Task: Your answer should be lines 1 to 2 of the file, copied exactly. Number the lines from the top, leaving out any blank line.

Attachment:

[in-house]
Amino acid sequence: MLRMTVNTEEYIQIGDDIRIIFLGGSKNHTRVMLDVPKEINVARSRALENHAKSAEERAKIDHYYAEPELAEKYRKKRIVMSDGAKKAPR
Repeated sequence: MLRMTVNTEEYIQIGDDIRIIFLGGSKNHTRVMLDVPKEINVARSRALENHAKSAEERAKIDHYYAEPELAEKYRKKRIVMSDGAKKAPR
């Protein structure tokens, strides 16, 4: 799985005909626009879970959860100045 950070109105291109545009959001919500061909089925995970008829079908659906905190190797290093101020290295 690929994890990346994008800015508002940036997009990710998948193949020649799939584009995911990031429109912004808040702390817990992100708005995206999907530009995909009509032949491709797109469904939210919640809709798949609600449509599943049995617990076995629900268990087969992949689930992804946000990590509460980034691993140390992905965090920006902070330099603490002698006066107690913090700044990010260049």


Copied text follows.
[in-house]
Amino acid sequence: MLRMTVNTEEYIQIGDDIRIIFLGGSKNHTRVMLDVPKEINVARSRALENHAKSAEERAKIDHYYAEPELAEKYRKKRIVMSDGAKKAPR